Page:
justin perich neighborsNeighbors – As both a writer and director, Nicholas Stoller has proved himself capable of delivering highly enjoyable comedies which gently subvert expectations and tropes. In Forgetting Sarah Marshall, Jason Segal’s Peter Bretter failed to win the Hawaiian girl back with the speech and had to return back to the mainland and get his life together before she’d consider taking him back. In The Five Year Engagement, the story begins where most movies end, the man proposing to the woman, and we get to see what happens when the butterflies fade and reality settles in. Neighbors has a similarly subtle uniqueness in its comedic approach to married life and generational struggles. The story finds Mac and Kelly Radner (played with heart and charm by Seth Rogen and Rose Byrne) living next door to a frat house in a college town, run by Teddy and Pete (Zac Efron and Dave Franco, respectively). What begins as a mutual respect between two “families” turns into all out war between the old and the young, the so-called mature and immature. This is a movie largely made by and for men, but writers Andrew J. Cohen and Brendan O’Brien are to be commended for creating a major female character who is just as fun and complex as her male counterpart. Gone is the tired dumb dad and nagging wife routine–here Rogen and Byrne split the laughs and hijinks equally. While not as groundbreaking as the success of Bridesmaids a few years ago, the fact that male artists in showbiz are getting the hint and rising to the modest challenge of the Bechdel test is a good sign for the future of Hollywood. And on a basic level, Neighbors is just plain funny. 4/5 stars.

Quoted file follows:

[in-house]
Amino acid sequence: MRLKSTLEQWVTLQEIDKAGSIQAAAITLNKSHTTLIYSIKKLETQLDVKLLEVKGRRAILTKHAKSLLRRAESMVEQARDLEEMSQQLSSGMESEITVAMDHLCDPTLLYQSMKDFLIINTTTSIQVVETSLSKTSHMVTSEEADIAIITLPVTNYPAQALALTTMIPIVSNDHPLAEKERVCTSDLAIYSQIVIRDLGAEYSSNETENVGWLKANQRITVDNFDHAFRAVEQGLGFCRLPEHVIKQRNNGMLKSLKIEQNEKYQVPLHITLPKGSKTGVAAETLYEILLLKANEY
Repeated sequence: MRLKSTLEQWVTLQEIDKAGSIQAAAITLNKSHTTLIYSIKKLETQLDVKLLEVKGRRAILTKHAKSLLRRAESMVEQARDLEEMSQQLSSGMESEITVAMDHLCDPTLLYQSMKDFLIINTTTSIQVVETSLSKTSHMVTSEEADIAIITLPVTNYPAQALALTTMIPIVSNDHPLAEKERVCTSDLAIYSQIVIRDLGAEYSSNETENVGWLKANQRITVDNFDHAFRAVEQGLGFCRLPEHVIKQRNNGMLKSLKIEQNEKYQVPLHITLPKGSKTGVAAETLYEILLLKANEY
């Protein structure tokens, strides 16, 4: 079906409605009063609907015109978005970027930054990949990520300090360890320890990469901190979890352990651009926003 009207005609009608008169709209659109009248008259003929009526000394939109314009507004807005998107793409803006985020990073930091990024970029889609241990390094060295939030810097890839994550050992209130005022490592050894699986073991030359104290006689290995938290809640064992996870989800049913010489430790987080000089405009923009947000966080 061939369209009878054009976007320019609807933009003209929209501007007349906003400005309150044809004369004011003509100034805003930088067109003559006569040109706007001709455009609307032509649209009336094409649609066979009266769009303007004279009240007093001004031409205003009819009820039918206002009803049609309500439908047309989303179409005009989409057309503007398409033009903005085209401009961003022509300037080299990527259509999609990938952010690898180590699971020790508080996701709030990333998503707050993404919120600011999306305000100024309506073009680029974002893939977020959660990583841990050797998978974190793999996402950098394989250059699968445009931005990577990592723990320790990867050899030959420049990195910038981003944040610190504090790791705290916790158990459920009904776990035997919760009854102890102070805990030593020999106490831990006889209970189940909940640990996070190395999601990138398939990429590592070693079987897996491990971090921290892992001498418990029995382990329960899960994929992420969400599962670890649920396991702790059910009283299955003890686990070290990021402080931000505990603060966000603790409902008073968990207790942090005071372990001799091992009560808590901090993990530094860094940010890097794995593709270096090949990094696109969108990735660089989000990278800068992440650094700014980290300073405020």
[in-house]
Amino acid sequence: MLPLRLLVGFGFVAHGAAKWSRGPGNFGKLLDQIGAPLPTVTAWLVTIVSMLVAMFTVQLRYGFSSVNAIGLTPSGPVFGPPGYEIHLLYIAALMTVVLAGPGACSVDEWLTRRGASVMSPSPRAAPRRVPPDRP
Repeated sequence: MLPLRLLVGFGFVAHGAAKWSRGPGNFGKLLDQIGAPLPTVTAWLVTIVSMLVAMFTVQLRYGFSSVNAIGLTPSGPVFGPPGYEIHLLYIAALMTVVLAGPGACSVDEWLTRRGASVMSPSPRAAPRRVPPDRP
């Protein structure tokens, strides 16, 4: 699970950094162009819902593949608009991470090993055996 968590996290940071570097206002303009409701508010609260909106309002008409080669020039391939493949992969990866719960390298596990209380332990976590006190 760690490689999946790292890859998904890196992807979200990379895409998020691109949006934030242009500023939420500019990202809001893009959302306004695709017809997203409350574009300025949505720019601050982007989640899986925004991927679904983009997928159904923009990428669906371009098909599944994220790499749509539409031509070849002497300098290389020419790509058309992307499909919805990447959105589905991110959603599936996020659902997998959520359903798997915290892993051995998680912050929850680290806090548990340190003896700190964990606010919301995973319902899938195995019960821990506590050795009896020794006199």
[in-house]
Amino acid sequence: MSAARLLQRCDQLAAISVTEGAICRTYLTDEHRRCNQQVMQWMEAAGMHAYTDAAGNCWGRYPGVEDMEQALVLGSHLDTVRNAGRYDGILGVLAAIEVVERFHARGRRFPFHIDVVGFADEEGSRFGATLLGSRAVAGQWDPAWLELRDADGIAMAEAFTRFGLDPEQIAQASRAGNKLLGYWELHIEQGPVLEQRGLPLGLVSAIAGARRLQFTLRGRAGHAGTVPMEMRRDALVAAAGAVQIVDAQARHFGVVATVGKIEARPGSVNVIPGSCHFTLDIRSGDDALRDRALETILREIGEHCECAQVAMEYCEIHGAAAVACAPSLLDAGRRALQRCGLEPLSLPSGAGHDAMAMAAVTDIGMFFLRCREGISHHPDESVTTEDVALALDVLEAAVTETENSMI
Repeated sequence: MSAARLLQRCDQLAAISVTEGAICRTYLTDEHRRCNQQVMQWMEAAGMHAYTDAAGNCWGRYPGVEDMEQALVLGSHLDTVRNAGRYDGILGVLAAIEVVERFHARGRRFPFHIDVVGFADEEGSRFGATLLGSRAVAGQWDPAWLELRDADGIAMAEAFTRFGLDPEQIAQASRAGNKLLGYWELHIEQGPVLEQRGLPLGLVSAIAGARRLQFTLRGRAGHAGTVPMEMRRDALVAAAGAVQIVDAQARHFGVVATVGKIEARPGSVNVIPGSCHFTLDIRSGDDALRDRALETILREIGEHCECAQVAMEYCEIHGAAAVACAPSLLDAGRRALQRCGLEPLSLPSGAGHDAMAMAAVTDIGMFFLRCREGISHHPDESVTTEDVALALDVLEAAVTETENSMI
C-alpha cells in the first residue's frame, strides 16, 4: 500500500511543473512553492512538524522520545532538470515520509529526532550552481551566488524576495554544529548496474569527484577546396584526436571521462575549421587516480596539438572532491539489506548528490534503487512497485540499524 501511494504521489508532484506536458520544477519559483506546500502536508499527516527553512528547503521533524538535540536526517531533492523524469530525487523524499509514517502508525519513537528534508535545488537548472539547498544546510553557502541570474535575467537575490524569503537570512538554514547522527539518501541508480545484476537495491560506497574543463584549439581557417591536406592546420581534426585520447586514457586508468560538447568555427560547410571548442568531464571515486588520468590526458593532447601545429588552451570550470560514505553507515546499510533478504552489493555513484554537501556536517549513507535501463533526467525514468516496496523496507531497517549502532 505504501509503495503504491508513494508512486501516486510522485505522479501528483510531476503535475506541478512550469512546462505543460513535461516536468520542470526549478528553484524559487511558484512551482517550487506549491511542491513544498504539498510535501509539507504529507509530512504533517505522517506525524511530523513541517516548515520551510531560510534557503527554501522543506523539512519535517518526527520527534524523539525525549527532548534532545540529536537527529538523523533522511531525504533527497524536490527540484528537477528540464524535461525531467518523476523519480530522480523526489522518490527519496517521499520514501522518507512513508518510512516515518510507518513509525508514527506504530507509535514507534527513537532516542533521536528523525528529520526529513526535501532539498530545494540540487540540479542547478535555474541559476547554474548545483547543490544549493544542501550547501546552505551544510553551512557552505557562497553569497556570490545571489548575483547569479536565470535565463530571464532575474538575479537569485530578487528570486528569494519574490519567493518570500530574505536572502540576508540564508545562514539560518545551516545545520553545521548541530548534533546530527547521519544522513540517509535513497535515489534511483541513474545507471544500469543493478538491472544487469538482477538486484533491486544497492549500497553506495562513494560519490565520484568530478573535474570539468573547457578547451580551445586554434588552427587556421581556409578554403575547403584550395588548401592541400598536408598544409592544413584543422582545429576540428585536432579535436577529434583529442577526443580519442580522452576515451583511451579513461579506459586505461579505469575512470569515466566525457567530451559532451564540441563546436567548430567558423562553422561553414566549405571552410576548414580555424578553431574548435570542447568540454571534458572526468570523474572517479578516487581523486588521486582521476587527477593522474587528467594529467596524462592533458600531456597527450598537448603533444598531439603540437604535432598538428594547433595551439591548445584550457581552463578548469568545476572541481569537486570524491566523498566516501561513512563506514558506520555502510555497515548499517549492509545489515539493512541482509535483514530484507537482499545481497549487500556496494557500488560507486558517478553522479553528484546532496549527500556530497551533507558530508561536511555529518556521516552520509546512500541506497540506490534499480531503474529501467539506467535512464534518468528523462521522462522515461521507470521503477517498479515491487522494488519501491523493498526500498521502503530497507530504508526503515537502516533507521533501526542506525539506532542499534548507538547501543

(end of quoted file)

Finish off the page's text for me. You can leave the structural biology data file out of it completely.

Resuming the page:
The Hobbit: The Desolation of Smaug

justin perich hobbitThe Hobbit: The Desolation of Smaug – The best thing that can be said about Peter Jackson’s second stab at Bilbo’s tale, and fifth stab at Middle Earth, is that it has more in common with what The Lord of the Rings did right than it has in common with what An Unexpected Journey did wrong. Pretty much everyone agrees that the first Hobbit movie was too long, too bloated, and too slow–we watched with dropped jaws as the dwarves washed dishes for fifteen minutes–and this second installment at least does not seem to suffer as much from Peter Jackson’s overly abundant love for his source material. This film charges forward from the very start with all the drive and purpose it’s predecessor lacked, and it finds almost enough pure popcorny, blockbustery charm, wonder, and suspense to justify its near three-hour length. In the film, Bilbo (played by the always impeccable Martin Freeman), Gandalf (Ian McKellen obviously, what hobbit hole have you been living under if you don’t know that?), and thirteen dwarves make their way into the Kingdom of Erebor, past Orcs and Giant Spiders to eventually battle the terrifically CGI-ed Smaug (Freeman’s Sherlock co-star and notable sea otter Benedict Cumberbatch), and there’s plenty of subplots involving Elves, Wizards, and bear-men. As always, Jackson proves capable at creating more and more worlds within Middle Earth, each more aesthetically pleasing and/or terrifying than the last. But when it comes right down to it, he’s still taking nine hours to tell a story J.R.R. Tolkien told in less than 300 pages. It’s still butter scraped over too much bread. In order to pad the material, Jackson makes every event important, and if everything’s important then nothing’s important. And he still hasn’t got a handle on his biggest flaw as a filmmaker and story teller–too much action divorced from character. 3/5 stars.

The Hunger Games: Catching Fire